Since then World’s Fairs have been held more often than the Olympics. They pop up all over the place, Ecuador, New Zealand, Belgium, Italy, Germany, Panama, India, just to name a few. Just think of a country, and it’s probably had one. There’s even one in Milan in 2015, if you’d like to go, and there was one in South Korea last year, if you want to think about where you could have gone.   

And it was all Prince Albert’s idea.     


Wednesday, July 17, 2013

Building a model of the Fair American

"...without a Respectable Navy, Alas America!" -Captain John Paul Jones, 17 October 1776, in a letter to Robert Morris.
I’ve had this project I’ve been working on for nearly four years now and still haven’t finished. Yes, I procrastinate, but most of the time has been spent in research.
The project is a solid hulled model of an American privateer from around 1780. The model originally belonged to my grandfather, but he died back when I was three and I have no memories of him. Since starting the project, I’ve had this weird feeling of getting to know him. Somehow doing something he would have loved to do makes me feel a little closer to him.
Now, a little background.
Fair AmericanIn 1776, when Thomas Jefferson penned the famous lines of the Declaration of Independence and the Continental Congress declared the thirteen American Colonies independent, America was at war with Britain, the greatest power on earth, in a conflict that became known as the American Revolution. America won the war in 1783 through the heroism of many American men and after a train of events that were no less then miraculous.
Some of these heroic men were the American privateersmen.
A Privateer is a ship outfitted for war with a letter-of-marque. A letter-of –marque was permission from a king or governor granted to the captain of the Privateer allowing him to take prizes and sink ships, providing they sailed under the flag of an enemy. It was simply legal piracy…in fact, in earlier days many of the renown pirates who sailed the seven seas held letters-of-marque.
Fair American
Over two thousand privateers took part in the American Revolution. They sank or captured sixteen British frigates and almost three thousand British merchant ships, contributing many supplies to the commander of the continental army, General Washington.
The Colonies founded a navy in 1775, which linked some privateers together into a more organized body, as well as adding gunboats and other small warships that were built under the supervision of Benedict Arnold. Regardless of the navy, the privateers won the glory. The number of ships that were specifically built for the navy dwindled in size from thirty-four ships to seven.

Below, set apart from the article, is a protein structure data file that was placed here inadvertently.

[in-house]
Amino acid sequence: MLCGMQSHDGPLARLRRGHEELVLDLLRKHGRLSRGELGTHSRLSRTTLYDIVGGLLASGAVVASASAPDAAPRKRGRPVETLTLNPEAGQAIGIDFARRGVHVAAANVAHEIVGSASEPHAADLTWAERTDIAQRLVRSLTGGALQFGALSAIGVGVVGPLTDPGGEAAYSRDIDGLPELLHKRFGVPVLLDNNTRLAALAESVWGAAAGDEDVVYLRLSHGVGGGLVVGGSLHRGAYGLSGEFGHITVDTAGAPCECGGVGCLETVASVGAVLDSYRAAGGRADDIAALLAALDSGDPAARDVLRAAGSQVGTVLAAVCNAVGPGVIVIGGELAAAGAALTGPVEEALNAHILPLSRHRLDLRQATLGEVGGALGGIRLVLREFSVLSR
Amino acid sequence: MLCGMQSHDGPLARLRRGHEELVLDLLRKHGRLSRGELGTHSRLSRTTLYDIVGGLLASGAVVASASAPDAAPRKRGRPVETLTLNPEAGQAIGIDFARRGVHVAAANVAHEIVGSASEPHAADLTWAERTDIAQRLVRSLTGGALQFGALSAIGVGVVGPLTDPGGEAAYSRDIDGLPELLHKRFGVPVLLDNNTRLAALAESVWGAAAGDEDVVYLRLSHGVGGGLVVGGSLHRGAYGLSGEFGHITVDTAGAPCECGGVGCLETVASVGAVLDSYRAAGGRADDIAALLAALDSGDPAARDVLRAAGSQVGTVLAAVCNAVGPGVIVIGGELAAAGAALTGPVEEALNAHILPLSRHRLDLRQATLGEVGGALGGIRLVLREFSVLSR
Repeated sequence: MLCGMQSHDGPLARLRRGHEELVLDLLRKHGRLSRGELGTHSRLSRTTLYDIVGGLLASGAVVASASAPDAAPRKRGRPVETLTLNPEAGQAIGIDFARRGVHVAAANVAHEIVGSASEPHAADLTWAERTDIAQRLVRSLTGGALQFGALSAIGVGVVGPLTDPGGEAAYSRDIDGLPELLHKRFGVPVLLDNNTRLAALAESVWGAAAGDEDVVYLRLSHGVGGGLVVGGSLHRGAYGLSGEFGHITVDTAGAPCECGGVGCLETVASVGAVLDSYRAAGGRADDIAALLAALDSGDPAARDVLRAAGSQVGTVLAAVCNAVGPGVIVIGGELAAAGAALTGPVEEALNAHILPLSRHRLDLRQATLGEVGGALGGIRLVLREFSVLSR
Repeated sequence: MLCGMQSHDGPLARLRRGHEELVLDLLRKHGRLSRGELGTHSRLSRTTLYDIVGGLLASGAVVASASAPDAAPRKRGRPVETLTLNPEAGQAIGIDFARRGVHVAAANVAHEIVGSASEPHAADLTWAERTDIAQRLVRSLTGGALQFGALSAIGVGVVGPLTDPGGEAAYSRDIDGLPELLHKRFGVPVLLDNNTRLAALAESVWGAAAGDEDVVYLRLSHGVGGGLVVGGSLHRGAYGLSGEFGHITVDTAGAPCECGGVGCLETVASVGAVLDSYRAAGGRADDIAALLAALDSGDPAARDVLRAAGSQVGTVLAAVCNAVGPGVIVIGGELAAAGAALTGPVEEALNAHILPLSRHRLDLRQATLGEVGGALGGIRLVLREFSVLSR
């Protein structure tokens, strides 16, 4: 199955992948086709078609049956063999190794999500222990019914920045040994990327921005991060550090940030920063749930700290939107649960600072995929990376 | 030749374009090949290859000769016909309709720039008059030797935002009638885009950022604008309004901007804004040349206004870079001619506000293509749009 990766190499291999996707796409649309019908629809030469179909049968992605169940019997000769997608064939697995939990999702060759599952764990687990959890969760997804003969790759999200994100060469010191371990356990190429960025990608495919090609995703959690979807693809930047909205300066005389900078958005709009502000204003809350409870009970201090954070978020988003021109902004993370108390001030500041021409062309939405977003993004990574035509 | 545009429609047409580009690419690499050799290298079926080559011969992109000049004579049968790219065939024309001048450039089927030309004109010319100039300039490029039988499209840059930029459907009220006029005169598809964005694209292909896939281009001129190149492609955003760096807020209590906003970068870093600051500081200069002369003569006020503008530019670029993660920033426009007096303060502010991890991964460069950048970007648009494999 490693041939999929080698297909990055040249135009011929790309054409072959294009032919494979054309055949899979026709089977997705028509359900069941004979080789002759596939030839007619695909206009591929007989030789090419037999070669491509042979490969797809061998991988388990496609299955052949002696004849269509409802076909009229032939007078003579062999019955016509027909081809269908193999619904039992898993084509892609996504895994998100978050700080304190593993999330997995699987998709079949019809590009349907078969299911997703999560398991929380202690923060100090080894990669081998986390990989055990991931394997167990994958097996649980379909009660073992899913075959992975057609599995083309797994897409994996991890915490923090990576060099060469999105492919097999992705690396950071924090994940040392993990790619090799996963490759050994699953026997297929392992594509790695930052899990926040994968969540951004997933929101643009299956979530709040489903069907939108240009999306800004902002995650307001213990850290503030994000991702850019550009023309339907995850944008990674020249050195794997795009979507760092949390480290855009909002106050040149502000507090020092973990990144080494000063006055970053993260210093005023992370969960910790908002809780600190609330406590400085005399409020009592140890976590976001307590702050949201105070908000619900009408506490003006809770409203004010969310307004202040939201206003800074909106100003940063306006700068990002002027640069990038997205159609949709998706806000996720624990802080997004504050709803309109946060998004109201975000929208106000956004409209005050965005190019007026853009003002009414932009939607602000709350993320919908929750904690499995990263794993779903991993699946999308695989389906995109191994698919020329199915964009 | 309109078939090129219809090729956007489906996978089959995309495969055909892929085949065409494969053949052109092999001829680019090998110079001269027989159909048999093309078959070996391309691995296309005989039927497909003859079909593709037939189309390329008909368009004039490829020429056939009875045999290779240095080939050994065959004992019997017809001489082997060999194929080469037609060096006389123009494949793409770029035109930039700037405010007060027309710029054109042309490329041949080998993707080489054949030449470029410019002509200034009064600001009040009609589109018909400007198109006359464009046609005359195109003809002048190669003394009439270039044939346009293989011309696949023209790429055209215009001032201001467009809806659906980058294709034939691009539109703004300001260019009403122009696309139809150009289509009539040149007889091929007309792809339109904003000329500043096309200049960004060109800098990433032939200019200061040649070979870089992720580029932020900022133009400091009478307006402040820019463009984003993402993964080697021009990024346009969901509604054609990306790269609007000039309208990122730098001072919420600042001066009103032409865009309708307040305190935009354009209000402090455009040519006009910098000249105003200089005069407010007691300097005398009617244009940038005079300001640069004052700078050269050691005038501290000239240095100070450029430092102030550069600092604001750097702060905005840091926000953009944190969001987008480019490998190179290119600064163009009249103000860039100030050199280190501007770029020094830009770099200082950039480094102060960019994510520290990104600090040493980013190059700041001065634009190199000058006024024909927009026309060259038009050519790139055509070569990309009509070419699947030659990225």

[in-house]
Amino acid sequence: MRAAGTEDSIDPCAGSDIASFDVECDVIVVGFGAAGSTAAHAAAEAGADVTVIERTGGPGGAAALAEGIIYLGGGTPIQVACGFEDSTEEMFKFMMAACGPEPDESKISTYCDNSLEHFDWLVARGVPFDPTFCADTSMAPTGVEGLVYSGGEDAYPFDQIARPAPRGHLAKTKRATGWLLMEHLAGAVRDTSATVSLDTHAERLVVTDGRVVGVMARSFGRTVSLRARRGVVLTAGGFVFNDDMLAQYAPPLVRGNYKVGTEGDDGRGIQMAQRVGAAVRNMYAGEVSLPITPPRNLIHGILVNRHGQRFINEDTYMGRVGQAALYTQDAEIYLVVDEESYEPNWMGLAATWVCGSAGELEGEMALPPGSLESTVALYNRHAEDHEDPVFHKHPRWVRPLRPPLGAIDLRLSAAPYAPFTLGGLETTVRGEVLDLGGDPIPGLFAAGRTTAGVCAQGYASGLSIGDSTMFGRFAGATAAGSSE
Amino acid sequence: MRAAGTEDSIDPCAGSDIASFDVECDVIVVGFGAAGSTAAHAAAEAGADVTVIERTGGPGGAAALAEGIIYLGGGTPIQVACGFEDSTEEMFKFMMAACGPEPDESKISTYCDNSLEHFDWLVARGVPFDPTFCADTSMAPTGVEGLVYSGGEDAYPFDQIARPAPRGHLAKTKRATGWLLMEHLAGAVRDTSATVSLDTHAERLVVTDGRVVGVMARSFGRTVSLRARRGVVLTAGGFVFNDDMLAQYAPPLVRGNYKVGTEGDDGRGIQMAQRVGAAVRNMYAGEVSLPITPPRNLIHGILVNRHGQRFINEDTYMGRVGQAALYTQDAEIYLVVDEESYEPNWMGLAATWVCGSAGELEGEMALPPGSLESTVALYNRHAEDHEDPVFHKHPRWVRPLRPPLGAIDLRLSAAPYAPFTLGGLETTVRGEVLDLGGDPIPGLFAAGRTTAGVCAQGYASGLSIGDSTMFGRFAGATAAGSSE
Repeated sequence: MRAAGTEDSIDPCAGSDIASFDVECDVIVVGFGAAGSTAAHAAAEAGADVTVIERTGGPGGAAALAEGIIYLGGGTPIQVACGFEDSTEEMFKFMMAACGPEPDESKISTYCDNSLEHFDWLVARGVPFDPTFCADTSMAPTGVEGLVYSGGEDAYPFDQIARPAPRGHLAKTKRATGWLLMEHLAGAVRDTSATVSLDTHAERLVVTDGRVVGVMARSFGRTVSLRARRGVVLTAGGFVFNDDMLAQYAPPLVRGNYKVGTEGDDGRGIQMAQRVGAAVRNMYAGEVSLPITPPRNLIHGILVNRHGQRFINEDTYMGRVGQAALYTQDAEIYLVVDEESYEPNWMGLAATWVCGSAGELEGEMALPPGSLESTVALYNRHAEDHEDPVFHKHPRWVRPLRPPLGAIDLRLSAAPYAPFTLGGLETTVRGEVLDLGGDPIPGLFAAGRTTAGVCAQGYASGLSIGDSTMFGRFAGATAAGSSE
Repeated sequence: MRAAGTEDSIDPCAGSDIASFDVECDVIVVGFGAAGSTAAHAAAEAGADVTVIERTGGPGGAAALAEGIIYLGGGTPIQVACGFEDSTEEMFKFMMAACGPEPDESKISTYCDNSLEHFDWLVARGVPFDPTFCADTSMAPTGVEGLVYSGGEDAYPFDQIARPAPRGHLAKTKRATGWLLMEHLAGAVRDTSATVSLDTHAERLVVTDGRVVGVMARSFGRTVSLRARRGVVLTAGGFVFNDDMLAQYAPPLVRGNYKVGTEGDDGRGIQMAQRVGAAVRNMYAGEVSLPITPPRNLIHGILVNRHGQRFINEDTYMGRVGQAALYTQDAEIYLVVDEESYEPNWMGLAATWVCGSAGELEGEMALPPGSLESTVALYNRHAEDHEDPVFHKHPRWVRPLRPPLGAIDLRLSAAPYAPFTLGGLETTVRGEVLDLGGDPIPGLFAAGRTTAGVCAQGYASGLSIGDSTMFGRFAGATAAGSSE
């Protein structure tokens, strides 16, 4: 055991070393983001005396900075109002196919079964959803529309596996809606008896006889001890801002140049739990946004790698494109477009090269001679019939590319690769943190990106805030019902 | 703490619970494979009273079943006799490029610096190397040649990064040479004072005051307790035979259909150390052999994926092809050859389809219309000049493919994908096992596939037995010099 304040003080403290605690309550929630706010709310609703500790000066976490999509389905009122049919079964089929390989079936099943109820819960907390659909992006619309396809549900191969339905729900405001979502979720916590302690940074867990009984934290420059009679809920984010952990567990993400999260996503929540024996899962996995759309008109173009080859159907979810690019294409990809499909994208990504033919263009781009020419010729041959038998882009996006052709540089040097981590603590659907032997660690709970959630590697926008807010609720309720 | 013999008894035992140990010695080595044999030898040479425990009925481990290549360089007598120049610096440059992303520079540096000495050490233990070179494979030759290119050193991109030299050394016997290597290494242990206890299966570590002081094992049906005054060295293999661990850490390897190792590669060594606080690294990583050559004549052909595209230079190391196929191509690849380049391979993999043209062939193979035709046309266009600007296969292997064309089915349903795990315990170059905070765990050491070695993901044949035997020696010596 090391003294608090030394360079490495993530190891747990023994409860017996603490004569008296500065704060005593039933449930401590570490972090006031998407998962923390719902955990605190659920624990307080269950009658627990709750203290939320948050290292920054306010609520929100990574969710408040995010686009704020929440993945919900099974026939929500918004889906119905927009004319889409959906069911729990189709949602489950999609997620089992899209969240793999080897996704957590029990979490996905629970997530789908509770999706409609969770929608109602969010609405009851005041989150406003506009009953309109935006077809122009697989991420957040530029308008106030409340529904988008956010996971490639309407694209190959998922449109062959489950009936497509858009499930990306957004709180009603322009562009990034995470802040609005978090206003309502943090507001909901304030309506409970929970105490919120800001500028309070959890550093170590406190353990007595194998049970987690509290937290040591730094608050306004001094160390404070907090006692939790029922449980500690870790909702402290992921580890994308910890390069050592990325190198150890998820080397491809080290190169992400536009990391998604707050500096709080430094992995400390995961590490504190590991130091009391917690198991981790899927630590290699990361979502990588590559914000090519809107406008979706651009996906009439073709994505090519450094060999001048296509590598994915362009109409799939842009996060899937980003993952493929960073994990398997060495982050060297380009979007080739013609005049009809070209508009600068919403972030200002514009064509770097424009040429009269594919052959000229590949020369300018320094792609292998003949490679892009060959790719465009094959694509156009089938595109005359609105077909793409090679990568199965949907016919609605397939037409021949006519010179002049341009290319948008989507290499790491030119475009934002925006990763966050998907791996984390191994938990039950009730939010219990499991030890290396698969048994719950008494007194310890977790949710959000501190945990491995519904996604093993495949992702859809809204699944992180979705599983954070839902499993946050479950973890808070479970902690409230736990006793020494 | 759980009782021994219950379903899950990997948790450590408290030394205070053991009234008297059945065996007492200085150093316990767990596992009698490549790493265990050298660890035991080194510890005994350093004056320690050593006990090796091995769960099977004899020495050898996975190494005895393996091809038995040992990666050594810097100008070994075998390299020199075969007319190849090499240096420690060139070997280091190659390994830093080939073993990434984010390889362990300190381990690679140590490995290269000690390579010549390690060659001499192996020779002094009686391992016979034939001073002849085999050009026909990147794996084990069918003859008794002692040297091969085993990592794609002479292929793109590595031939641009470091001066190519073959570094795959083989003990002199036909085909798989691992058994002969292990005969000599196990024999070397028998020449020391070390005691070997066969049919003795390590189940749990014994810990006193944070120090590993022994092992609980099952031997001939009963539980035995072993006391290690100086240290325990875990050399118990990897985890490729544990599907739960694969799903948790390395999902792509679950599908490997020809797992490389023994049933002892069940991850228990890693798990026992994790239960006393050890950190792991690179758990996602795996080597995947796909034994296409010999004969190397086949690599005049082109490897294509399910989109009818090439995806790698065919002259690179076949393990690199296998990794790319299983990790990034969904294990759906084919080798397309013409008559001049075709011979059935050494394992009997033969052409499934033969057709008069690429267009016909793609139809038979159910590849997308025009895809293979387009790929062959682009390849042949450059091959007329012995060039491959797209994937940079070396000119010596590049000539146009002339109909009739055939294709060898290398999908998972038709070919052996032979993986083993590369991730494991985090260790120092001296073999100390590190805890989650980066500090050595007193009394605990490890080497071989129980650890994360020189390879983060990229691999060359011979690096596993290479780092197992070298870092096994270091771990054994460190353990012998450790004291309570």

It was hardly difficult for America to start turning out well-built, efficient ships for use as privateers. By the
Fair American
time of the Revolution one third of all vessels operating for England were built in the American Colonies and from 1700-1775 the averaged size for a ship launched from American shipyards had increased from four thousand tons to thirty five thousand.
Perhaps this is why, when privateers were being built in the early years of the Revolution, they were simply armed merchant men. As the British navy moved in to patrol the coasts of America, the slow heavy privateers suffered great losses. The heavy merchant men were replaced by a new breed of privateer. 
The privateer had to fit many requirements. She had to be fast enough to overtake another vessel, or run when a larger force attempted to take her. She had to be stiff and strong to carry the great expanse of sail necessary to make her fast and she had to be a good sailor, safe and weatherly in a storm or calm.
Fair AmericanA privateer could be as small as a single masted sloop and as large as a small three masted frigate. Most were two masted brigs and schooners.
The Fair American was a brig. A brig is small, with two masts, fore and main. She is rigged with square sails. 
The Fair American had a length of sixty-eight feet and a beam of twenty-four feet. She had sixteen guns and a crew of one hundred twenty, more men then would normally be needed to man her, because some extra men were needed to man a prize.
The Fair American was captured by the British somewhere between 1780 and 1781 and caused a bit of a stir when she came into port in England. In 18th century terms, she was state-of-the-art, far faster and more agile than anything the English had. Detailed plans of her hull were drawn up and when those plans were discovered more recently, some people had the bright idea to make a model out of her.

Fair AmericanThe model I’m in possession of is the 1952 Model Shipways solid hulled model of the Fair American. It wasn’t supposed to be a difficult model, but to me, after building only one other scale wooden model, the Bluenose (which you may hear about some other time), it was quite hard enough. None of the pieces, except the hull, was pre cut, and my father and I had to draw patterns on blocks of wood and whittle away at them with a carving knife and a band saw. We made them out of cherry, which is one of the hardest woods (no joke).